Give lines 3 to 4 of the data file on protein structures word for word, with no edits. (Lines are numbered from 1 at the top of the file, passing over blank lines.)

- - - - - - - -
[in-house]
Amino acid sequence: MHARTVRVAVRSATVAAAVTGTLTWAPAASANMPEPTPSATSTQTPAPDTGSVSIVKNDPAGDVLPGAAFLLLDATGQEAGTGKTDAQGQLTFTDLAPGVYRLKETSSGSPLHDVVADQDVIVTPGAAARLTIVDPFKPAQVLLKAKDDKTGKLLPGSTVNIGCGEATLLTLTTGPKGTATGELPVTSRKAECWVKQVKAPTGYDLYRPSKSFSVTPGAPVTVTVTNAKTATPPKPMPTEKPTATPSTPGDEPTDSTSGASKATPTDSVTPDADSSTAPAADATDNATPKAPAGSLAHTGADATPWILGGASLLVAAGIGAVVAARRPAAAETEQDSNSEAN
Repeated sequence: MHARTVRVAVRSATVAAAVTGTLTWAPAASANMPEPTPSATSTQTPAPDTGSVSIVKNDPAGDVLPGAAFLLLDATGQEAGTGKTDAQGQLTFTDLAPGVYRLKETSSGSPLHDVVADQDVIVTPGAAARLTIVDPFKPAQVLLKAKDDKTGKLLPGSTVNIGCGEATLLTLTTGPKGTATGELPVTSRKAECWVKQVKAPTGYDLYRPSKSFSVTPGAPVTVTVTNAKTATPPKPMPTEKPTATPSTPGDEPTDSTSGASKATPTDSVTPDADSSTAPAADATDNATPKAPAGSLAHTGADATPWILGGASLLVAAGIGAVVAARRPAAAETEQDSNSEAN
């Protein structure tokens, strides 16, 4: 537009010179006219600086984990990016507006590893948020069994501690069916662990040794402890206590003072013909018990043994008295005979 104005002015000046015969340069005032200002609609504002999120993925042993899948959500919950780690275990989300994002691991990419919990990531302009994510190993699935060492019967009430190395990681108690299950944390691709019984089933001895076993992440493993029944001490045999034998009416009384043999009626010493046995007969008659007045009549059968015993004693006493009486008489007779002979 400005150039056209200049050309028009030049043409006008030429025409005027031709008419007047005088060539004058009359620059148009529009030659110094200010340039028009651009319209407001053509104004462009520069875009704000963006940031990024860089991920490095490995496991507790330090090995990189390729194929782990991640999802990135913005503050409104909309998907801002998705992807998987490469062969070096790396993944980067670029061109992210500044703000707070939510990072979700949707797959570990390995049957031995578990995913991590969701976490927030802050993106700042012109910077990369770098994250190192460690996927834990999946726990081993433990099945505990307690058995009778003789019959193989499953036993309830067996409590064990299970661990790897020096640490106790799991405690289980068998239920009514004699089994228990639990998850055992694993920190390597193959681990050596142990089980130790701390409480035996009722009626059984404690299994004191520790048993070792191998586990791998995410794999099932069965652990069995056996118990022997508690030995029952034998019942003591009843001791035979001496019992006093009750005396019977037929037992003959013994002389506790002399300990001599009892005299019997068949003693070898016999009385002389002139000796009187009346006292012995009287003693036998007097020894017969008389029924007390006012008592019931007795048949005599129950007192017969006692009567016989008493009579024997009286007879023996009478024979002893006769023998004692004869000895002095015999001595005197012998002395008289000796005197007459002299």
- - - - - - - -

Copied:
Repeated sequence: MHARTVRVAVRSATVAAAVTGTLTWAPAASANMPEPTPSATSTQTPAPDTGSVSIVKNDPAGDVLPGAAFLLLDATGQEAGTGKTDAQGQLTFTDLAPGVYRLKETSSGSPLHDVVADQDVIVTPGAAARLTIVDPFKPAQVLLKAKDDKTGKLLPGSTVNIGCGEATLLTLTTGPKGTATGELPVTSRKAECWVKQVKAPTGYDLYRPSKSFSVTPGAPVTVTVTNAKTATPPKPMPTEKPTATPSTPGDEPTDSTSGASKATPTDSVTPDADSSTAPAADATDNATPKAPAGSLAHTGADATPWILGGASLLVAAGIGAVVAARRPAAAETEQDSNSEAN
């Protein structure tokens, strides 16, 4: 537009010179006219600086984990990016507006590893948020069994501690069916662990040794402890206590003072013909018990043994008295005979 104005002015000046015969340069005032200002609609504002999120993925042993899948959500919950780690275990989300994002691991990419919990990531302009994510190993699935060492019967009430190395990681108690299950944390691709019984089933001895076993992440493993029944001490045999034998009416009384043999009626010493046995007969008659007045009549059968015993004693006493009486008489007779002979 400005150039056209200049050309028009030049043409006008030429025409005027031709008419007047005088060539004058009359620059148009529009030659110094200010340039028009651009319209407001053509104004462009520069875009704000963006940031990024860089991920490095490995496991507790330090090995990189390729194929782990991640999802990135913005503050409104909309998907801002998705992807998987490469062969070096790396993944980067670029061109992210500044703000707070939510990072979700949707797959570990390995049957031995578990995913991590969701976490927030802050993106700042012109910077990369770098994250190192460690996927834990999946726990081993433990099945505990307690058995009778003789019959193989499953036993309830067996409590064990299970661990790897020096640490106790799991405690289980068998239920009514004699089994228990639990998850055992694993920190390597193959681990050596142990089980130790701390409480035996009722009626059984404690299994004191520790048993070792191998586990791998995410794999099932069965652990069995056996118990022997508690030995029952034998019942003591009843001791035979001496019992006093009750005396019977037929037992003959013994002389506790002399300990001599009892005299019997068949003693070898016999009385002389002139000796009187009346006292012995009287003693036998007097020894017969008389029924007390006012008592019931007795048949005599129950007192017969006692009567016989008493009579024997009286007879023996009478024979002893006769023998004692004869000895002095015999001595005197012998002395008289000796005197007459002299």